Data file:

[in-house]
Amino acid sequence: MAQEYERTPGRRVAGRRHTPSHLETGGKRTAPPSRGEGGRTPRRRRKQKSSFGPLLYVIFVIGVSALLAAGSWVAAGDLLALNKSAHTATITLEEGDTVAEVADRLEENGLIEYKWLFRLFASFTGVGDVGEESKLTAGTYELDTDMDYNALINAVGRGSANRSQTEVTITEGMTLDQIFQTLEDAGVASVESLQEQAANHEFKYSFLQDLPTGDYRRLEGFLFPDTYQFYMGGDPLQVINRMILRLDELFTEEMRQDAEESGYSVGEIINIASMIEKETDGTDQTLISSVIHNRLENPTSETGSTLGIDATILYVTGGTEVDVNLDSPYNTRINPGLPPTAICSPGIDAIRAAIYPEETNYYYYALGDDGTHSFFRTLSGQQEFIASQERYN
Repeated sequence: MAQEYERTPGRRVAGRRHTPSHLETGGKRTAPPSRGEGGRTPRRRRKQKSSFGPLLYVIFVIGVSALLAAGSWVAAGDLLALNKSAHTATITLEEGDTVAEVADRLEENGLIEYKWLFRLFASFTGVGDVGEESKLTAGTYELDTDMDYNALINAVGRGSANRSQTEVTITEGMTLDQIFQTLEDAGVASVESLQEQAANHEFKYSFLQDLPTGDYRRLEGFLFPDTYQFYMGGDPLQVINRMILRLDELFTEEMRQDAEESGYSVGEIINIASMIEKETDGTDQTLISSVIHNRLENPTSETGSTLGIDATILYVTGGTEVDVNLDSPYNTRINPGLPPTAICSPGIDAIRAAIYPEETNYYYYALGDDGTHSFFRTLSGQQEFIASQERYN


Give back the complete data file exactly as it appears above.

[in-house]
Amino acid sequence: MAQEYERTPGRRVAGRRHTPSHLETGGKRTAPPSRGEGGRTPRRRRKQKSSFGPLLYVIFVIGVSALLAAGSWVAAGDLLALNKSAHTATITLEEGDTVAEVADRLEENGLIEYKWLFRLFASFTGVGDVGEESKLTAGTYELDTDMDYNALINAVGRGSANRSQTEVTITEGMTLDQIFQTLEDAGVASVESLQEQAANHEFKYSFLQDLPTGDYRRLEGFLFPDTYQFYMGGDPLQVINRMILRLDELFTEEMRQDAEESGYSVGEIINIASMIEKETDGTDQTLISSVIHNRLENPTSETGSTLGIDATILYVTGGTEVDVNLDSPYNTRINPGLPPTAICSPGIDAIRAAIYPEETNYYYYALGDDGTHSFFRTLSGQQEFIASQERYN
Repeated sequence: MAQEYERTPGRRVAGRRHTPSHLETGGKRTAPPSRGEGGRTPRRRRKQKSSFGPLLYVIFVIGVSALLAAGSWVAAGDLLALNKSAHTATITLEEGDTVAEVADRLEENGLIEYKWLFRLFASFTGVGDVGEESKLTAGTYELDTDMDYNALINAVGRGSANRSQTEVTITEGMTLDQIFQTLEDAGVASVESLQEQAANHEFKYSFLQDLPTGDYRRLEGFLFPDTYQFYMGGDPLQVINRMILRLDELFTEEMRQDAEESGYSVGEIINIASMIEKETDGTDQTLISSVIHNRLENPTSETGSTLGIDATILYVTGGTEVDVNLDSPYNTRINPGLPPTAICSPGIDAIRAAIYPEETNYYYYALGDDGTHSFFRTLSGQQEFIASQERYN